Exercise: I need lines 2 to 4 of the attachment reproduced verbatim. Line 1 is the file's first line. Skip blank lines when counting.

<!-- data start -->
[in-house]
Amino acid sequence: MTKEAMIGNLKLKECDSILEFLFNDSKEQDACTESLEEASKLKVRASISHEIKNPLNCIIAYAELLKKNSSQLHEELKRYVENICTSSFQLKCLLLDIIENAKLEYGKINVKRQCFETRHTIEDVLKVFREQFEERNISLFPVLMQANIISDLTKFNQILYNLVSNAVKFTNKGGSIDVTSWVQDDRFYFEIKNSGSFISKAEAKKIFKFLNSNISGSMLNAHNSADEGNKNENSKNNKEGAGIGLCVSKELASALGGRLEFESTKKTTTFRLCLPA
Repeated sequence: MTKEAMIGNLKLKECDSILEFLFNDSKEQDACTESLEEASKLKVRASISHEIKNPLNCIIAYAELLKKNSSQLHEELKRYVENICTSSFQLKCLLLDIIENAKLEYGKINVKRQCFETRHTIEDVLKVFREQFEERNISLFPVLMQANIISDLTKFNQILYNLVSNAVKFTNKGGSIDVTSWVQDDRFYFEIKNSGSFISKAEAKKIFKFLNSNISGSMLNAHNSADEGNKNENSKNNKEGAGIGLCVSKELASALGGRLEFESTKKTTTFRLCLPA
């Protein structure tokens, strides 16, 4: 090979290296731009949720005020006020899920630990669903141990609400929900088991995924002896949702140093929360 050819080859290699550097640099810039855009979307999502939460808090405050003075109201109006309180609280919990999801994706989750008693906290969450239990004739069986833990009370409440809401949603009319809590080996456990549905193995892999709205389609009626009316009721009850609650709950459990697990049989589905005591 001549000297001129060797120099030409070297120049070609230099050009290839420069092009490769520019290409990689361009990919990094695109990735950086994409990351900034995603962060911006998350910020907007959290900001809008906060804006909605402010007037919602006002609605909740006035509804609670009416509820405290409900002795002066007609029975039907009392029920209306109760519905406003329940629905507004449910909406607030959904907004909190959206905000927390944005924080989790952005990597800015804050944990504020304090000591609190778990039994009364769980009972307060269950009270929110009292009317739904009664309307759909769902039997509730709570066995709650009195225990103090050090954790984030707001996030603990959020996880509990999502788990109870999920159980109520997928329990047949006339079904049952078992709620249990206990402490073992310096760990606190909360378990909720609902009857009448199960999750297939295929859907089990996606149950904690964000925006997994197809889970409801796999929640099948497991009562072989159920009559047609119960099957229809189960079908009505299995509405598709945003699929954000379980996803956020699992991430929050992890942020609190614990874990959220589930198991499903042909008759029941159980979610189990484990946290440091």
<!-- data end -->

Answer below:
Amino acid sequence: MTKEAMIGNLKLKECDSILEFLFNDSKEQDACTESLEEASKLKVRASISHEIKNPLNCIIAYAELLKKNSSQLHEELKRYVENICTSSFQLKCLLLDIIENAKLEYGKINVKRQCFETRHTIEDVLKVFREQFEERNISLFPVLMQANIISDLTKFNQILYNLVSNAVKFTNKGGSIDVTSWVQDDRFYFEIKNSGSFISKAEAKKIFKFLNSNISGSMLNAHNSADEGNKNENSKNNKEGAGIGLCVSKELASALGGRLEFESTKKTTTFRLCLPA
Repeated sequence: MTKEAMIGNLKLKECDSILEFLFNDSKEQDACTESLEEASKLKVRASISHEIKNPLNCIIAYAELLKKNSSQLHEELKRYVENICTSSFQLKCLLLDIIENAKLEYGKINVKRQCFETRHTIEDVLKVFREQFEERNISLFPVLMQANIISDLTKFNQILYNLVSNAVKFTNKGGSIDVTSWVQDDRFYFEIKNSGSFISKAEAKKIFKFLNSNISGSMLNAHNSADEGNKNENSKNNKEGAGIGLCVSKELASALGGRLEFESTKKTTTFRLCLPA
């Protein structure tokens, strides 16, 4: 090979290296731009949720005020006020899920630990669903141990609400929900088991995924002896949702140093929360 050819080859290699550097640099810039855009979307999502939460808090405050003075109201109006309180609280919990999801994706989750008693906290969450239990004739069986833990009370409440809401949603009319809590080996456990549905193995892999709205389609009626009316009721009850609650709950459990697990049989589905005591 001549000297001129060797120099030409070297120049070609230099050009290839420069092009490769520019290409990689361009990919990094695109990735950086994409990351900034995603962060911006998350910020907007959290900001809008906060804006909605402010007037919602006002609605909740006035509804609670009416509820405290409900002795002066007609029975039907009392029920209306109760519905406003329940629905507004449910909406607030959904907004909190959206905000927390944005924080989790952005990597800015804050944990504020304090000591609190778990039994009364769980009972307060269950009270929110009292009317739904009664309307759909769902039997509730709570066995709650009195225990103090050090954790984030707001996030603990959020996880509990999502788990109870999920159980109520997928329990047949006339079904049952078992709620249990206990402490073992310096760990606190909360378990909720609902009857009448199960999750297939295929859907089990996606149950904690964000925006997994197809889970409801796999929640099948497991009562072989159920009559047609119960099957229809189960079908009505299995509405598709945003699929954000379980996803956020699992991430929050992890942020609190614990874990959220589930198991499903042909008759029941159980979610189990484990946290440091």